Over a year ago, St. Paul’s School in Concord, New Hampshire published an investigation that revealed decades of sexual abuse allegations. The school is currently being sued by two alumni over faculty sex abuse allegations.
And yet they haven’t established a therapy fund for alumni who were abused, something academics, attorneys and victims believe is essential for healing.
For abuse victims like Cheyenne Montgomery, therapy has been an important piece of her recovery. Montgomery, now a mother of three in Oregon, is all too familiar with abuse. As a kid, she said she was abused by a family member, and then in 1989 she went off to Choate Rosemary Hall in Connecticut, where she said two teachers sexually abused her.
“Maybe the most insidious thing about it was both of them were the first and second adult that I had revealed my abuse to and that was kind of their way in,” Montgomery said in a recent phone interview. “And I saw them both as like saving me from the life I had before and fixing me.”
Montgomery said it took decades to grapple with what happened to her at Choate. In 2016, she read the Boston Globe Spotlight series about sexual abuse at private schools and realized she wasn't alone. She decided to go public with her story and confront Choate about her abuse.
At first, Montgomery said this experience was “terrible” but after some back and forth with attorneys, and a lot of support from other alumni, Choate apologized. And they also took a step Montgomery said has been really important for her recovery: Choate established an independent therapy fund for abused alumni.
“If you’ve been through a trauma like that, your likelihood of having decent health insurance goes down,” Montgomery said, “It shouldn’t be a question of whether or not you can pay for this. These schools have plenty of money to pay for this damage.”
Choate is one of a handful of New England boarding schools who have set money aside to pay for therapy for alumni. Choate and Hotchkiss have partnered with RAINN, a non-profit that runs the national sexual assault hotline, while St. George’s School in Rhode Island works with a local sexual assault and trauma center.
Phillips Exeter in New Hampshire has set up a fund that gives each alumni up to $10,000 toward counseling services, while a spokeswoman for Phillips Andover in Massachusetts said the school has set money aside for a variety of services for alumni, including counseling.
St. Paul’s School wouldn’t answer questions about why they haven’t set up a therapy fund, instead sending a statement via email:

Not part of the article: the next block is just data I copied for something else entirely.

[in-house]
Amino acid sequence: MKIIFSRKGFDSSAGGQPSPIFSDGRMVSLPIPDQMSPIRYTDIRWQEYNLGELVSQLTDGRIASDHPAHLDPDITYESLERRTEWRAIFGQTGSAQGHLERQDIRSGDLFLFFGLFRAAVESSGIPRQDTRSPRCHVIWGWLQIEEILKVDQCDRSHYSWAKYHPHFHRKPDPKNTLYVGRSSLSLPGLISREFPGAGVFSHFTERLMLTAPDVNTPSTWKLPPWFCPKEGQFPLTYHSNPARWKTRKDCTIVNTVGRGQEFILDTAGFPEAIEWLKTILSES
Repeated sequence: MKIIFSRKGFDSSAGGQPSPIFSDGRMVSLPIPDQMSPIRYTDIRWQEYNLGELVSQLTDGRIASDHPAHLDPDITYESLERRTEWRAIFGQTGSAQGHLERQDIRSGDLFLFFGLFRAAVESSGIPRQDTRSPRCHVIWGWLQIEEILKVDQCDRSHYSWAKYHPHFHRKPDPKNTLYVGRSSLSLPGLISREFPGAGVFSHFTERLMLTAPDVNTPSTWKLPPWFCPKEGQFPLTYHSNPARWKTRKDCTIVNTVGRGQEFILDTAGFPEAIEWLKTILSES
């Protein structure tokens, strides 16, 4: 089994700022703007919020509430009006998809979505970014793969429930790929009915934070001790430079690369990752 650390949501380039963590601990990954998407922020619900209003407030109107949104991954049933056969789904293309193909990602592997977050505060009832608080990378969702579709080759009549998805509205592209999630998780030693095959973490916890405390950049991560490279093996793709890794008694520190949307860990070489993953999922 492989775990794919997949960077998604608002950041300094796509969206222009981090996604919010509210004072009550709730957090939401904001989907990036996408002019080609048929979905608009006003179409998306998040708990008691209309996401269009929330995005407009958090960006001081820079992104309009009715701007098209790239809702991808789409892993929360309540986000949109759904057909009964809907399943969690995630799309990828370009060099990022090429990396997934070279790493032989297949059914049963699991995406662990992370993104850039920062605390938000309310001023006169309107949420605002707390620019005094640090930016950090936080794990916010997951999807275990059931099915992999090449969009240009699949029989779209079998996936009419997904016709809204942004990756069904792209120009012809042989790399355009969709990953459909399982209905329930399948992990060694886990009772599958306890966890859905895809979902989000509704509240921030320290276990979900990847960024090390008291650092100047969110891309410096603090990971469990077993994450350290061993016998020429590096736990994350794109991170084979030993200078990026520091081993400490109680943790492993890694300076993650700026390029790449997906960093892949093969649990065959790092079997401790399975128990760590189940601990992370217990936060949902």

“Supporting victims of past abuse is a major priority for the board and administration,” said Alisa Barnard, Executive Director of St. Paul’s Alumni Association.
“That process began with the independent investigation, and will continue with a number of new initiatives the School is developing, and which we hope to announce to our community in the very near future.”
When asked, Barnard wouldn’t say if those initiatives included a therapy fund.
NHPR contacted attorneys, victims, sexual abuse advocates, and academics for this story, and many of them agree: while there are many components to reconciliation between a school and a student who has been abused, offering therapy is essential.
“It’s taking responsibility for things that happened in this institution,” said Charol Shakeshaft, a professor at Virginia Commonwealth University who has studied educator sexual misconduct since the 1980s. “It’s saying we care about the people who come to our school. We value them and we’re sorry.”
Last year, St. Paul’s School in Concord published the stunning results of an independent investigation into abuse at the school and the current administration apologized for any past wrongdoing. But experts like Shakeshaft believe that while credit is due for those actions, it’s far from enough - especially for institutions like boarding schools who proudly advertise their strong community values.
“If you’re not willing to support the students who were harmed then it seems to me that those are kind of hollow words,” Shakeshaft said.
Boston attorney Carmen Durso sees the latest private school cases as this decade’s Catholic church scandal. Durso helped settle more than 500 sexual abuse cases with the Boston Archdiocese back in 2003, and as part of those negotiations, the Archdiocese agreed to pay for therapy for any victim who came forward with their abuse.
“That was as important, if not more important than actually getting the settlement for all these people,” Durso said. “Because not only was it available for them, but it was available for everyone who has come forward since 2003 and it continues today.”
Durso said there are many victims who keep their abuse secret - he is often the first and only person with whom his clients share their abuse. And there are many others, Durso said, who will never sue their school, but “would get therapy if someone made it available to them.”
Montgomery, the former Choate student, said she was amazed to hear St Paul’s hasn’t yet created a therapy fund.
“We can’t get our high school years back, you know? It’s really hard to figure out how to move through this,” she said.
Montgomery said offering therapy is the "least a school can do" for their alumni.